Even if Alan Hoeweler of Cincinnati, Ohio, hadn’t had his 1927 Waco taperwing on display as part of the National Aviation Hall of Fame’s “Best of the Best” contest at AirVenture, the airplane would have gotten a lot of attention from the air show crowds.
The first-ever Best of the Best competition featured five vintage, airworthy airplanes that had won awards at other shows. The competition was open to former recipients of the Rolls-Royce Aviation Heritage Trophy, the Hall of Fame’s “People’s Choice” trophy, or from one of the three competition category trophies: antique, classic or warbird.
During Oshkosh, attendees voted for the people’s choice of the Best of the Best.
While Hoeweler’s Waco didn’t take top honors at Oshkosh this year, it had won a Rolls Royce Trophy in 2004.
Hoewler, who has owned the Waco since 1990, is the airplane’s 10th owner.
“Every airplane you see here was a restoration and it flew in, including this one,” he said during AirVenture with pride. “Some of the restoration work was done in house, other things, like the engine, we sent out.
“This is a pretty famous airplane,” he continued. “It has a lot of history. It has been owned by a number of pretty famous aviators, such as Freddy Lund, Betty Lund and Art Davis. It was flown by Charles Lindbergh at one time.”
The Waco has always been a working airplane, according to Hoeweler.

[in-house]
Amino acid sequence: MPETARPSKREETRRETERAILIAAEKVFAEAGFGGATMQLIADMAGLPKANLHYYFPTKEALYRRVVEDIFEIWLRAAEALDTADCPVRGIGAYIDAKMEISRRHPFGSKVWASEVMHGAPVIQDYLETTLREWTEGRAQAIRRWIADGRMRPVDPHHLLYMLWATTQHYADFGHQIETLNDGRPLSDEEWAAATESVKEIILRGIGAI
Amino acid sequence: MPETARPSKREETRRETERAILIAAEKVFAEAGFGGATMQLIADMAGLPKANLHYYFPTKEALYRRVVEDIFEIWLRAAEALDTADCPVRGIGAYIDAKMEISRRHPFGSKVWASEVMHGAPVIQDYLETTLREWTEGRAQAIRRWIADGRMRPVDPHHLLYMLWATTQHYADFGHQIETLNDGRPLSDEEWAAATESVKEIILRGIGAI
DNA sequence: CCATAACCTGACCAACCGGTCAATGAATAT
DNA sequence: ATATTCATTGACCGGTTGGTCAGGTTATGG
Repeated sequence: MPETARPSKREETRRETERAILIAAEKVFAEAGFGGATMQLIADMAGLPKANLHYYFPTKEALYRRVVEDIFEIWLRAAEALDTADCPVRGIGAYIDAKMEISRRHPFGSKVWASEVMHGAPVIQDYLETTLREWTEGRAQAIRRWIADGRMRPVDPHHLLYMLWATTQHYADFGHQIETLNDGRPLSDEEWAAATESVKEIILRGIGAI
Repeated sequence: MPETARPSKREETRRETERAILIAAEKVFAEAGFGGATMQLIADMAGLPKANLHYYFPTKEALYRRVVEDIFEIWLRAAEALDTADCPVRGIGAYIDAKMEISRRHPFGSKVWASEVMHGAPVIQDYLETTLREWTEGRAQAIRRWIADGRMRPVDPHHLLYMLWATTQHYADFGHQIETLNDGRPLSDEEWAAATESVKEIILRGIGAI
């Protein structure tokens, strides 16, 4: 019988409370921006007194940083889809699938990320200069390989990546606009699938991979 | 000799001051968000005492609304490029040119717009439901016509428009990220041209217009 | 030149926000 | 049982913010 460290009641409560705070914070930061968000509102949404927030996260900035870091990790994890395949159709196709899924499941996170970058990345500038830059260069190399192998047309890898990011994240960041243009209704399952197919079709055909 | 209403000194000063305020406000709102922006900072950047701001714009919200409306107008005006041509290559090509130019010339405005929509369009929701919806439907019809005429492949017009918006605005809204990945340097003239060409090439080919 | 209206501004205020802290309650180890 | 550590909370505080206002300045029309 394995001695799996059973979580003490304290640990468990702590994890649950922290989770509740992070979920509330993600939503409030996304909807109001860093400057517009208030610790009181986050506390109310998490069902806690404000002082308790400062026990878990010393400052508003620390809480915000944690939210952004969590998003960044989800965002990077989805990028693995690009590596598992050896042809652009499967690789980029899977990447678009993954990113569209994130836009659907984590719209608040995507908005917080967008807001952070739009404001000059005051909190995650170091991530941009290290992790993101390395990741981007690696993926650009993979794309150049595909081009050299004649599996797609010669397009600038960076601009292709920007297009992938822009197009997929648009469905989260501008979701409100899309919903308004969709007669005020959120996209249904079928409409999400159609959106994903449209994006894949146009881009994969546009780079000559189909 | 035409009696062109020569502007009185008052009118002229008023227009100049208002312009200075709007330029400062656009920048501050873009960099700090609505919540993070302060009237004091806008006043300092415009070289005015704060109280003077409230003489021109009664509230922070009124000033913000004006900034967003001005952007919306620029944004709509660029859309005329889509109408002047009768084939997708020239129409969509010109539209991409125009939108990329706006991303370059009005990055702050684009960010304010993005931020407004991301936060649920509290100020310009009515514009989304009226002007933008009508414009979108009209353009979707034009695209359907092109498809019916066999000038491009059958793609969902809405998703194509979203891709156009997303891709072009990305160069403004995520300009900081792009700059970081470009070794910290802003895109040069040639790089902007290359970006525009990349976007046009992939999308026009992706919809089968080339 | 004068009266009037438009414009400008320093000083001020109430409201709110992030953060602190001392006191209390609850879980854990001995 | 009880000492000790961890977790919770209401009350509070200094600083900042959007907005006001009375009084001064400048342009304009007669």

“It raced in the Cleveland Air Races in the 1930s and it did skywriting in St. Louis,” he said. “It’s been to Hawaii. It was mortgaged three times during the Depression by Betty Lund.”
More recently, says Hoeweler, the airplane has been used in Hollywood.
“It has been in a few commercials and movies,” he said. “It was in the ‘Pancho Barnes Story,’ a TV movie with Valerie Bertinelli. This was her airplane when she was Pancho Barnes.”
Hoeweler has been flying since 1971. “I fly for fun,” he said.
Visitors to the National Aviation Hall of Fame exhibit at AeroShell Square were invited to vote for their favorite airplanes. Concerned that the visitors wouldn’t be able to see into the open cockpit airplane without climbing up the side, Hoeweler arranged for a scaffold to be placed at the side of the Waco to allow easy access.
“That way they can see and didn’t have to grab the side of the airplane to get up,” he said with a smile.
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